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Posts Tagged ‘Publisher’

So blogging universe, I owe you yet another apology. Life has been… unusually extreme. It has not left me with any desire to chronicle the last week. All around me, friends and family seem to be battling giant odds. My business has faced a strange disappointment. And my own body decided to catch a virus. Now I return, if only to mark my longing to move on from the mire of the previous days. I have asked myself often in the last few months who I want to be. I think I got a little closer to the answer through all these challenges.

As far as news I can share, I must lament a little. Our lovely children’s festival has been canceled. Not due to any lack of interest. Our library simply could not jump on board as much as they had originally thought. Without them, the event cannot happen in October. Perhaps later in the season. I am disappointed. Yet, even in the event’s destruction, I am learning much. I have found a new passion not to let the obstacles that seem to appear all around us stop me. I will write beautiful books. I will build a publishing company. I will speak. I will pursue my calling. And I will not hide my faith in Jesus.

Now, to be fair, I should break from my lament to point out what a wonderful Sunday my family and I passed together. Playing super hero card games late into the night with my sister, her husband, and my parents is a sure way to relax. Especially since I got rid of my usually nerdy author persona and donned the abilities of a buff giant (my given character). And since I am in the mood to continue this post, I also want to point out that super heroes are not necessarily spandex-wearing men from Krypton. More often, super heroes are men in suits (like my dad who goes to court every day to pursue justice) or European college students who stop long enough to fish a dollar out of their pockets when mine won’t work in the machine (like happened in my school at Columbia, South Carolina–it made my day. I really wanted to do laundry.). They are average joes who are faithful, people who recognize needs and act. They may not be big needs; the heroes may not see themselves as heroes. But they are.

So author or daughter or friend or sister or publisher or acquaintance or leader or follower, I will try all the more to be faithful. A super hero in the little things as well as in the big. Facing giant odds and personal ones, facing tragedy and victory, through it all: faithful.

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I know this post is long, but I hope you’ll find it worth it.

I’m 21. I have three books published and a fourth in production. I have memorized 2/3s of the New Testament, made sweet friends in Indonesia, lived in South Carolina, and gone on two major book tours. I’m putting together an album for recording and dabble as a worship leader. I am the founder and leader of Rebirth Publishing, Inc. I have a Bachelor’s Degree in Organizational Management. I have escaped all of it without debt. And I thought I knew myself…

But since graduation I have realized just how little I actually know about myself. I know a whole lot about what I can do, but not a lot about who I really am. So, like the perfectionist student I am, I have poured the last few months into a character study–not of Pallen or Marcus or Cressa from Mark of Orion. No. This is a study of my own character. And with each new learning, I celebrate a victory that leaves me feeling a good deal more fulfilled.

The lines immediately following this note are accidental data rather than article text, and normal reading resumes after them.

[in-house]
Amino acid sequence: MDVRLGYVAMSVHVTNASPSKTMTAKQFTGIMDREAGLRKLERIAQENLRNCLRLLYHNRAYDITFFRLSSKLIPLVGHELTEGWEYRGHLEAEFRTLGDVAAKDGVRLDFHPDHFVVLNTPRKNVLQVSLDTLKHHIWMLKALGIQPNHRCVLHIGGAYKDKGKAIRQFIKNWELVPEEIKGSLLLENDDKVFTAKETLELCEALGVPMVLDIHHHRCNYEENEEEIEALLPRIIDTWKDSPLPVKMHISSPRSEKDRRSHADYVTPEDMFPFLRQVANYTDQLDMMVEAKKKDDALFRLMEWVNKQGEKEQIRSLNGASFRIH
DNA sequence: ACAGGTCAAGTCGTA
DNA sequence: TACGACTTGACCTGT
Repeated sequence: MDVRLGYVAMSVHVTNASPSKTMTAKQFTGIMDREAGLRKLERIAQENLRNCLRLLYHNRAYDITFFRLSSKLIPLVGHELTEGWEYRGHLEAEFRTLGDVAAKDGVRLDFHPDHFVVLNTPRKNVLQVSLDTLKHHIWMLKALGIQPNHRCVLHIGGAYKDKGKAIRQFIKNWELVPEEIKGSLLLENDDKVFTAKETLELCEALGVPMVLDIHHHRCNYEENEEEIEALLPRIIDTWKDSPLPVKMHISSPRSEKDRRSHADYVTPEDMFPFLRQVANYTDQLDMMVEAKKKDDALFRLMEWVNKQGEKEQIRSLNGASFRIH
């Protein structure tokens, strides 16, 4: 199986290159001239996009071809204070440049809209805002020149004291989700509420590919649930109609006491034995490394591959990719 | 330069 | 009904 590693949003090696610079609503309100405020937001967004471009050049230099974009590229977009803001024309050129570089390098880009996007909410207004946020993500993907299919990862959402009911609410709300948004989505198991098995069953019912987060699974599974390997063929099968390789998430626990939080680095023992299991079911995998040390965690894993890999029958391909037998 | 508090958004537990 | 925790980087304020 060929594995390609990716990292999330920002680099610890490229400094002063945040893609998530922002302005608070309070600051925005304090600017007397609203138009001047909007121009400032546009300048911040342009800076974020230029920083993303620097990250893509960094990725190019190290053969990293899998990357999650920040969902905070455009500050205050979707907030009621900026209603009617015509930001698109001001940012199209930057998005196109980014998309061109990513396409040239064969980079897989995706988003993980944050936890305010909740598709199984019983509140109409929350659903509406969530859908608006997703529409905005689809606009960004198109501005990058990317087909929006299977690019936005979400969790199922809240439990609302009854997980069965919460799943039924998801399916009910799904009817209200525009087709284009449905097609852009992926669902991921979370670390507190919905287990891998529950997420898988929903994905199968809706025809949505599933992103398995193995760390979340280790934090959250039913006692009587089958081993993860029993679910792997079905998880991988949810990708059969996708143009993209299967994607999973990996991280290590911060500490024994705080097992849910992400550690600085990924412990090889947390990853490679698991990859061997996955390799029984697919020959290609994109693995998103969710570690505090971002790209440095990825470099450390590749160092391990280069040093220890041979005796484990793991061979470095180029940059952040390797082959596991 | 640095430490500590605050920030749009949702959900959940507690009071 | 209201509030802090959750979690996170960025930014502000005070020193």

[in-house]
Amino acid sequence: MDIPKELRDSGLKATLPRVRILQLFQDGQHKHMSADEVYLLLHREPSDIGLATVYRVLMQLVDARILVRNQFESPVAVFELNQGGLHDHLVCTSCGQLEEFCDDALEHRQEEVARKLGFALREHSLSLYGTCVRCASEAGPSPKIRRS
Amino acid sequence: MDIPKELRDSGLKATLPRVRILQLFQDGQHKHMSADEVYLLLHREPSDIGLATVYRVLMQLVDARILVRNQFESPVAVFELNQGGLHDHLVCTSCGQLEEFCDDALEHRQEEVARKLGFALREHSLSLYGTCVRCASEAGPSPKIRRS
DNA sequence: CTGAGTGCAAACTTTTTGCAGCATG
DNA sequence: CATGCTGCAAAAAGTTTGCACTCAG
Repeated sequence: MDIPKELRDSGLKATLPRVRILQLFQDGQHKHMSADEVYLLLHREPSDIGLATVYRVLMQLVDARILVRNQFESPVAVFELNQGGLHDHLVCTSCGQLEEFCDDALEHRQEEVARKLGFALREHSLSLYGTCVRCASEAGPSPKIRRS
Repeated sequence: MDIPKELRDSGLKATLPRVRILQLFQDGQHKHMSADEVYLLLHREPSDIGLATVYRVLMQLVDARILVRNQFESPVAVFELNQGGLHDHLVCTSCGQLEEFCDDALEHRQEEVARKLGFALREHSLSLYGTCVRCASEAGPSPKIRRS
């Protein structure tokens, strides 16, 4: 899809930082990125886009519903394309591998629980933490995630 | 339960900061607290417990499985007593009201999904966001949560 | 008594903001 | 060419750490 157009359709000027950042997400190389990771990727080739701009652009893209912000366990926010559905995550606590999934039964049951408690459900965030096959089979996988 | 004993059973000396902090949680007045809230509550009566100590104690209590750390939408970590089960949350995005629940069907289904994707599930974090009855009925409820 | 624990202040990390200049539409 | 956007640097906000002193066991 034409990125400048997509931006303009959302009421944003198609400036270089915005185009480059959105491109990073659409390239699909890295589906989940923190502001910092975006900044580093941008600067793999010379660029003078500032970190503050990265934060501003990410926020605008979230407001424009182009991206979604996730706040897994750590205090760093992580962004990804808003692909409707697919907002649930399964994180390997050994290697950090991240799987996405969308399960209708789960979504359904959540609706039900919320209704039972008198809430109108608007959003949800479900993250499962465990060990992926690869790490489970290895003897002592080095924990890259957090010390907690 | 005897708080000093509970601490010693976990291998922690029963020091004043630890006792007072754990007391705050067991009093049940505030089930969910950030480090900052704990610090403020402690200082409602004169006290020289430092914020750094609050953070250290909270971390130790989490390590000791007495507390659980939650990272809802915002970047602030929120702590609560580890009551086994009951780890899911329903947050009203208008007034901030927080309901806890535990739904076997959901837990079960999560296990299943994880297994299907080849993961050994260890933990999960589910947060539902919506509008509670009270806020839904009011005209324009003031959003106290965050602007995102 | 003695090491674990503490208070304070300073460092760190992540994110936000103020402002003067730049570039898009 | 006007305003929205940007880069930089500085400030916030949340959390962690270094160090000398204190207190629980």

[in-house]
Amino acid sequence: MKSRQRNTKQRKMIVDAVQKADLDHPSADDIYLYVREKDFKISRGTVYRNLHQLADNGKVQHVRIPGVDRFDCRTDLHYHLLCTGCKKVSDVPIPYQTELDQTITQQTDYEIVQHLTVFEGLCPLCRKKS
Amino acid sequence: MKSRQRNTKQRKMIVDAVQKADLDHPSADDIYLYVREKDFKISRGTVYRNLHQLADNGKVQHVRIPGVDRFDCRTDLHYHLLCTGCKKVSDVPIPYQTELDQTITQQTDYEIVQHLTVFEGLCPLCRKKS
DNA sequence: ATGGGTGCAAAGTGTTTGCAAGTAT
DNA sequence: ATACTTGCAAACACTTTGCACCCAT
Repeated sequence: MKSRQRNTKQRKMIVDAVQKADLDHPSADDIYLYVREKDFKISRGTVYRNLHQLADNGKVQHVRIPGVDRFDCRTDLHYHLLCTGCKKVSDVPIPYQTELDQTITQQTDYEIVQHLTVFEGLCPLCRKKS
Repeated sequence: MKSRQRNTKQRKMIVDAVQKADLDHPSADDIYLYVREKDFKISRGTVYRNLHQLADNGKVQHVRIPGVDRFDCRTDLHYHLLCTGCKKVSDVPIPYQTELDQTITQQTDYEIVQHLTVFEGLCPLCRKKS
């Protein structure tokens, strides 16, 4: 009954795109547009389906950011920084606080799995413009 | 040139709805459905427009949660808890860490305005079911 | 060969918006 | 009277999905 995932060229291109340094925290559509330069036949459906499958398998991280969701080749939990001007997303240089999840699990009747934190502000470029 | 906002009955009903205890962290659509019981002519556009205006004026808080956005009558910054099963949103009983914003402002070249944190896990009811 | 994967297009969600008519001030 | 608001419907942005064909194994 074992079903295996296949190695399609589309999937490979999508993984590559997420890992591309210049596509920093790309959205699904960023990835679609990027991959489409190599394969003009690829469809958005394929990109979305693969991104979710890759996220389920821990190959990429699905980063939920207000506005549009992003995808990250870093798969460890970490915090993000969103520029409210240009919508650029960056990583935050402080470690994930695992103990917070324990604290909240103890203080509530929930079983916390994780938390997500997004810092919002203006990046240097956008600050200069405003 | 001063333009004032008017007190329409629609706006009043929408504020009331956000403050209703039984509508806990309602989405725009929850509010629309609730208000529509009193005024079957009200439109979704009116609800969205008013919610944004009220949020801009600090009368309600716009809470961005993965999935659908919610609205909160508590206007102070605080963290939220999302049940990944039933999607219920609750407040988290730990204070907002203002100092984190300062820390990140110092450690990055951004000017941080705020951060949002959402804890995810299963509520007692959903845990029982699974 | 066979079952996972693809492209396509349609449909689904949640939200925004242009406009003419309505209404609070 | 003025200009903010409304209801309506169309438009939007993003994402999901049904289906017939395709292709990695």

First, let me say that I think labels are probably some of the worst things in the world. If you had ever tried to sum me up as ‘Lyme patient’ or ‘college student’ or ‘Christian’ or ‘publisher’ or ‘writer’ or ‘musician’ or ‘homebody’ or ‘extrovert’ you would have missed who I really am. To give you a glimpse of just how much I don’t like labels, check out this personal entry:

It is easy to believe labels are fulfilling.

 Not just the ‘popular’ label. Those of us who know better than to believe that success will fulfill us find other labels to put our stock in. Like the ‘loved’ label; the ‘happy’ label; the ‘work-a-holic’ label. After so many movies full of people finding their labels right alongside their soul-mates, we have begun to believe that if we could just find our label, our movie-moment, our montage of effective work and budding love alongside the perfect soundtrack, then we could feel fulfilled.

 Only, labels aren’t actually fulfilling.

 Not ‘hipster’ or ‘rock-star’ or ‘author’ or ‘healthy’ or ‘wife’. Labels in and out of themselves can never, ever satisfy. All they can do is make us feel bitter that we aren’t happy after attaining them or devastated that we cannot achieve them. Labels are a deadly lie.

So why does the girl who rejects labels find joy in figuring out that she is not only a perfectionist but also 1) passionate and 2) innovative? Aren’t those labels too?

To me the difference is that I can’t achieve to be an innovator. I just am. When I see a problem, my first instinct is to scrap the old system and create a new one. I can’t force myself to be passionate 100% of the time. Often I wish I could turn it off. Only, passion is part of who I am. If I offend you, believe me: it hurts me more than it ever can you. Because I care. And if I can make your day brighter, I’ll do my very bestest. Because I care with all my heart. It’s passion. I can control it, but it will forever be my default setting. And, yep, I want my new innovative system that I passionately care about to go perfectly. But those things aren’t based in what I can do or in the success of my efforts; they are based in who God made me to be. The core of who I am is not ‘author’. Perhaps you could say that I am a storyteller. Each song that I write, each book that I craft, each conversation I have revolves largely around stories. But even if I had never published a book, I would have been–I was–known as a storyteller. It is an attribute, not a label.